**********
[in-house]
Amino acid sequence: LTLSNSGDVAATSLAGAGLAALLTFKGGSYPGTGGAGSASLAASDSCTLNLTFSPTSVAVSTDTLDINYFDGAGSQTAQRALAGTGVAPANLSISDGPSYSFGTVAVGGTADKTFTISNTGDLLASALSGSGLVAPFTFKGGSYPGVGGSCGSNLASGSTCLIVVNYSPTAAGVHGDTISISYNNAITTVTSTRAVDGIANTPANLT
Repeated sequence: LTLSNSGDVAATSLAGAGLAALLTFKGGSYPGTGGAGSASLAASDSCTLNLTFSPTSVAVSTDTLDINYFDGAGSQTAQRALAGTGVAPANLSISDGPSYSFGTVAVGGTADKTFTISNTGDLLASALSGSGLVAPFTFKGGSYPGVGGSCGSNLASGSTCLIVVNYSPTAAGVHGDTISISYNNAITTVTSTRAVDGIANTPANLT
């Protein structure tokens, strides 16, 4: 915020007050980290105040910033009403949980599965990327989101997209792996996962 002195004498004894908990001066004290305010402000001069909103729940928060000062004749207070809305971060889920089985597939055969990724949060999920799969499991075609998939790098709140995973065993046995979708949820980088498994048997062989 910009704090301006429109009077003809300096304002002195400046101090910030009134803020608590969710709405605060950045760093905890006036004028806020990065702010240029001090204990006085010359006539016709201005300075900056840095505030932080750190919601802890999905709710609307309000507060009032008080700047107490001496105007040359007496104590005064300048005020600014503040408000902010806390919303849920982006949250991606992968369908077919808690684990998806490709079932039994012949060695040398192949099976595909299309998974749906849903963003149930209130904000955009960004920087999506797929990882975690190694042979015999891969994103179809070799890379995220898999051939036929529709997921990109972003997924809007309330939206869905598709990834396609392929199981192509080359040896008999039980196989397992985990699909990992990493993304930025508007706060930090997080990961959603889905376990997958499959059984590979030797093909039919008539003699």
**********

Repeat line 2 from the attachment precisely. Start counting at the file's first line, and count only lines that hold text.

Amino acid sequence: LTLSNSGDVAATSLAGAGLAALLTFKGGSYPGTGGAGSASLAASDSCTLNLTFSPTSVAVSTDTLDINYFDGAGSQTAQRALAGTGVAPANLSISDGPSYSFGTVAVGGTADKTFTISNTGDLLASALSGSGLVAPFTFKGGSYPGVGGSCGSNLASGSTCLIVVNYSPTAAGVHGDTISISYNNAITTVTSTRAVDGIANTPANLT